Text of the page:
Sculptor to speak at VAA|J. Kim Sessums is creator of military park bronze

Published 12:00 am Sunday, March 8, 2009

Mississippi bronze sculptor and artist J. Kim Sessums will be the featured speaker at this month’s meeting of the Vicksburg Art Association.

If you go

J. Kim Sessums will speak at 7:30 p.m. Tuesday at the March meeting of the Vicksburg Art Association. The event will be at the Firehouse Gallery at Main and Openwood streets. Admission is free, and refreshments will be served. Call 601-636-6110.

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The event will be at 7:30 p.m. Tuesday at the Firehouse Gallery at Main and Openwood streets.

“We are looking forward to him coming to speak,” said Jean Blue co-president of the VAA. “He will be our first 3-D artist and that will be unique.

Sessums will speak about the inspiration for his art and the sculptures he has created.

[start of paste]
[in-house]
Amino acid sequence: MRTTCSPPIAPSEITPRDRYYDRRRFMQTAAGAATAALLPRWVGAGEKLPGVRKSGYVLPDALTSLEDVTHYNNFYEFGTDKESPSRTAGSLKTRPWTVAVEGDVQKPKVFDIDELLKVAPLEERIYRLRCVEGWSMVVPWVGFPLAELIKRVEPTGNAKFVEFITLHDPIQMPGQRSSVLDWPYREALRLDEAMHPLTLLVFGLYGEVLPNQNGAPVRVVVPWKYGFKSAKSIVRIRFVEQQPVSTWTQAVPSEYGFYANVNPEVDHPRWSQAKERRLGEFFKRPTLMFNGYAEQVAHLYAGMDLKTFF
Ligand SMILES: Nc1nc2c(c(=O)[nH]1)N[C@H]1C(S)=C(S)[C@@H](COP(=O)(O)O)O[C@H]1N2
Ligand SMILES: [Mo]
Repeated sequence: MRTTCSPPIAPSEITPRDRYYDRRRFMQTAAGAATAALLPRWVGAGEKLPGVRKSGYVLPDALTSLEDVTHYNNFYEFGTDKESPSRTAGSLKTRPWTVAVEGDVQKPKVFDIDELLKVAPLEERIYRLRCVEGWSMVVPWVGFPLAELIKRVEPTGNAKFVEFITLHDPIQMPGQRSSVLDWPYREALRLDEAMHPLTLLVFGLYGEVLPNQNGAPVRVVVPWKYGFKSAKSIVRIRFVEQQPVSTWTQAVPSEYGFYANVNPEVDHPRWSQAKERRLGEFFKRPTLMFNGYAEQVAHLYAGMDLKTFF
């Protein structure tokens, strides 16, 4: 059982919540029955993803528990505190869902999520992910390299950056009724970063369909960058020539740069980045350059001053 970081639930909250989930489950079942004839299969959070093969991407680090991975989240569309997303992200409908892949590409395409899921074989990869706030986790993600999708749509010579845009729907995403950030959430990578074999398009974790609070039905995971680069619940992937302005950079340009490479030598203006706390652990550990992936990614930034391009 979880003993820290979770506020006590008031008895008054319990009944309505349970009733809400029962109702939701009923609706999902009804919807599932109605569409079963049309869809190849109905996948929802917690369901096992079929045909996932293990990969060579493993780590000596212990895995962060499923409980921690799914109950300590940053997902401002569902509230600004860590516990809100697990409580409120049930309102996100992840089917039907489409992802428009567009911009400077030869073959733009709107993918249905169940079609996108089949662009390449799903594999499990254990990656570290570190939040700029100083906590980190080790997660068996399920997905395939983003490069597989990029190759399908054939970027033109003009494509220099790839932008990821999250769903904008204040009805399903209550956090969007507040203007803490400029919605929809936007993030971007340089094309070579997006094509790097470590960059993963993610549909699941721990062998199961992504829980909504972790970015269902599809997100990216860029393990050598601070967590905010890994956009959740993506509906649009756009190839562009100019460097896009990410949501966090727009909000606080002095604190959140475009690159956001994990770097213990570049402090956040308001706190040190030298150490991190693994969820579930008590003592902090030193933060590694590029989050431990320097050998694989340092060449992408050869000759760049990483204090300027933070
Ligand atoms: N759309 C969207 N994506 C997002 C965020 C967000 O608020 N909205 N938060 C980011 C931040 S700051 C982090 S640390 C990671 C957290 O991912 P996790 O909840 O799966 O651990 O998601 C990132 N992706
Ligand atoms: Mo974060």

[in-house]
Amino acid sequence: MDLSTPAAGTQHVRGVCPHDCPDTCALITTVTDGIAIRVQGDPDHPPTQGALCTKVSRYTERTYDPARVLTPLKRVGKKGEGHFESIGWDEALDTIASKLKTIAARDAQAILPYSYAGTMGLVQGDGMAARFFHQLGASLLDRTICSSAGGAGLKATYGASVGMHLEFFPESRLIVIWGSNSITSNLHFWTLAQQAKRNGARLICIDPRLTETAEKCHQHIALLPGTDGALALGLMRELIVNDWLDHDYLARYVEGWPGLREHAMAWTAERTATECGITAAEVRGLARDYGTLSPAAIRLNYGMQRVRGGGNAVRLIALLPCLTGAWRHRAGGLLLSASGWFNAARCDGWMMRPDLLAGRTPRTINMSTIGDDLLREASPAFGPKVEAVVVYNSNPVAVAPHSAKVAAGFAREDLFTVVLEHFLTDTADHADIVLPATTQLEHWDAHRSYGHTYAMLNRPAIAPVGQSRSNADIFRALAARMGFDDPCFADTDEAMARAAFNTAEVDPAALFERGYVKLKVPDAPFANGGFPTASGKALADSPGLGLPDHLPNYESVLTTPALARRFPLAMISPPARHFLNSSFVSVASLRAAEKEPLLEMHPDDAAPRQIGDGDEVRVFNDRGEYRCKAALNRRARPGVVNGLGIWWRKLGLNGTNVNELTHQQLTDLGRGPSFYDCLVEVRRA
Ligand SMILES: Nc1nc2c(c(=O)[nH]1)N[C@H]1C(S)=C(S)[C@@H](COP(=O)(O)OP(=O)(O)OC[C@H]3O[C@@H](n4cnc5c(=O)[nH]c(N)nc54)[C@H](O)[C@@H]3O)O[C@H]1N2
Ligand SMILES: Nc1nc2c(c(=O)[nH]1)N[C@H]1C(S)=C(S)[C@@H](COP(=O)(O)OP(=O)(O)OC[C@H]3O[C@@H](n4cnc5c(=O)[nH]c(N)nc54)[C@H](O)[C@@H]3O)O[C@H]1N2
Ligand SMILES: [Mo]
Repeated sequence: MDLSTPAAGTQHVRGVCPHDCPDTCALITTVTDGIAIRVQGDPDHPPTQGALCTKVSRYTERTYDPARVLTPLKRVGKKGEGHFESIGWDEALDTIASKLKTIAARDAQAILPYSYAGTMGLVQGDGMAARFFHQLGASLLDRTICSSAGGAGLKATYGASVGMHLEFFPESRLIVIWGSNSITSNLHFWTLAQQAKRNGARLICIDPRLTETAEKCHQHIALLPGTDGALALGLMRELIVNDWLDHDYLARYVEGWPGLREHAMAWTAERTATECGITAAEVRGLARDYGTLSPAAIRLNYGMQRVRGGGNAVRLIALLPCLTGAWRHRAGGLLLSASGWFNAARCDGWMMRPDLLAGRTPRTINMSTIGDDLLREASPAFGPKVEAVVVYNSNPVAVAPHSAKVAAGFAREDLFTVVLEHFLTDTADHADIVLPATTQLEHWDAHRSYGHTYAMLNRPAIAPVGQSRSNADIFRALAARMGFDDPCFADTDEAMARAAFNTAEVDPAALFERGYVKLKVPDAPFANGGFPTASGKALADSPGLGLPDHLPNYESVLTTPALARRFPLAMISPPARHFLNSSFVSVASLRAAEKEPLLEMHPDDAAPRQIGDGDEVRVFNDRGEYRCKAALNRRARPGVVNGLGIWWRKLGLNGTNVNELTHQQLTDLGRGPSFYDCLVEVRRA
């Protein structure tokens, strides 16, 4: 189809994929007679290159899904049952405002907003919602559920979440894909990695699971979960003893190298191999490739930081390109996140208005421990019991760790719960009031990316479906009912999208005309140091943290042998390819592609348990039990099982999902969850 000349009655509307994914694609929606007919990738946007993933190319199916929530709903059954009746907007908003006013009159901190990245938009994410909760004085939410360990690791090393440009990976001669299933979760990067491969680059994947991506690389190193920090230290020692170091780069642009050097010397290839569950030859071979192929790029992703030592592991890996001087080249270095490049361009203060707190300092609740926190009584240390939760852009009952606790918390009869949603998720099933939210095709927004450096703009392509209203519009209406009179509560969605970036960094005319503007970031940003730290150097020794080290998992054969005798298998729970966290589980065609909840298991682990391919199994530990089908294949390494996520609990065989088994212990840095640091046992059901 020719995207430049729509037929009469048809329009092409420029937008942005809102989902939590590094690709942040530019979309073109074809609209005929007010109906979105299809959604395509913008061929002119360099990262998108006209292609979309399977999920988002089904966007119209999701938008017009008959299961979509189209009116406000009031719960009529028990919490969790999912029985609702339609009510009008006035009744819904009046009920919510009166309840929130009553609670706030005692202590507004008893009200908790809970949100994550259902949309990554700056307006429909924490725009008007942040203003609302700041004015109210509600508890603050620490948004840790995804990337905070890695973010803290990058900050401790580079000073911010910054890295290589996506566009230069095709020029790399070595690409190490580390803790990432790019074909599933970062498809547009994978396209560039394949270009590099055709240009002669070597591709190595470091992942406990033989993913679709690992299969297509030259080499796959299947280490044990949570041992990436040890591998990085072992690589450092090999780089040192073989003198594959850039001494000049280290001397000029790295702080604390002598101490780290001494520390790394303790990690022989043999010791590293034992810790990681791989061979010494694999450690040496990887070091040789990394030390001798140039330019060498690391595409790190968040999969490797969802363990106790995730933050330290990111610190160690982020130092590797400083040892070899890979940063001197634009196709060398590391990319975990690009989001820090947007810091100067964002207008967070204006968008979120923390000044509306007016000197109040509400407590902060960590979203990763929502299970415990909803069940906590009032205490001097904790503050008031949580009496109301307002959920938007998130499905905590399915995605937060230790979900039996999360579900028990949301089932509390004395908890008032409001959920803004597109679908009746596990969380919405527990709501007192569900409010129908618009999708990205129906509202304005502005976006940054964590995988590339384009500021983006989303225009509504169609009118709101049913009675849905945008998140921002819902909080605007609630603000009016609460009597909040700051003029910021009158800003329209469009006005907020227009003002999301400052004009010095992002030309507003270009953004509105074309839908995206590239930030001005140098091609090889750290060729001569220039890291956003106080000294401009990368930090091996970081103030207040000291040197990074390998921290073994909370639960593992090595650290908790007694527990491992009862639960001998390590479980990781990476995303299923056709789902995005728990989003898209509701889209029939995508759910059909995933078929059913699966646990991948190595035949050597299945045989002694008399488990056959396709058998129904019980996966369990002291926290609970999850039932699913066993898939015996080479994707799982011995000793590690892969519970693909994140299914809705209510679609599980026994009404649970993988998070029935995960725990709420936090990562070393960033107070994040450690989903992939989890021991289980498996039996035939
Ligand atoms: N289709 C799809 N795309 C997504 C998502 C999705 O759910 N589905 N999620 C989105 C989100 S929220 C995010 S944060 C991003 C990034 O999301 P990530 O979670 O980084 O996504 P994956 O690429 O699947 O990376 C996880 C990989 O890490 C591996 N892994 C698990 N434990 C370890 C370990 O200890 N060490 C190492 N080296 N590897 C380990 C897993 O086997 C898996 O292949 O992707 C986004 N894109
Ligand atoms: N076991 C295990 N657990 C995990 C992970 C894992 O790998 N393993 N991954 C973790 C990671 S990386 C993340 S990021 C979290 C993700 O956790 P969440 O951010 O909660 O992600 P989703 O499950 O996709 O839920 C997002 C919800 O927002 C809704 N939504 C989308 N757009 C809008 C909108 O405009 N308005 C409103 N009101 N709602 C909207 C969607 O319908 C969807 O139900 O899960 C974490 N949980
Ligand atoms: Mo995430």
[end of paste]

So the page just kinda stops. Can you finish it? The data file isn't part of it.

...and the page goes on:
Sessums’ work can be seen at the Vicksburg National Military Park.

His bronze statue is the only monument in a Civil War park in the country to honor the Colored Troops, regiments of the U.S. Army during the Civil War that were composed of African-American soldiers.

The monument was dedicated Feb. 14, 2004, and honors those who fought in the 1st and 3rd Mississippi Infantry regiments during the Vicksburg Campaign.

Sessums grew up at his grandparents’ home in Forest. He is the sibling of Kevin Sessums, author of “Mississippi Sissy” and writer for magazines Allure and Vanity Fair; and Karole Sessums, who collaborated with Vicksburg artist and gallery owner H.C. Porter on a post-Hurricane Katrina documentary project, “Backyards and Beyond: Mississippians and Their Stories.”

He practices medicine in Brookhaven, and he and his wife, Kathy, have four children, Jake, Joey, Stewart and Price.

Sessums’ other creations include bronze works of renowned painter Andrew Wyeth, Pulitzer-winning Mississippi writer Eudora Welty and evangelist Billy Graham. He has also worked with graphite particles on paper, paint, clay and bronze.

He recently completed a life-size bronze portrait of former U.S. Rep. G.V. “Sonny” Montgomery of Mississippi.

The VNMP monument features three men — a soldier in a Union uniform looking forward, to the future; a Union soldier, supported in the middle; and a slave, looking back to signify the end of slavery.


Contact Manivanh Chanprasith at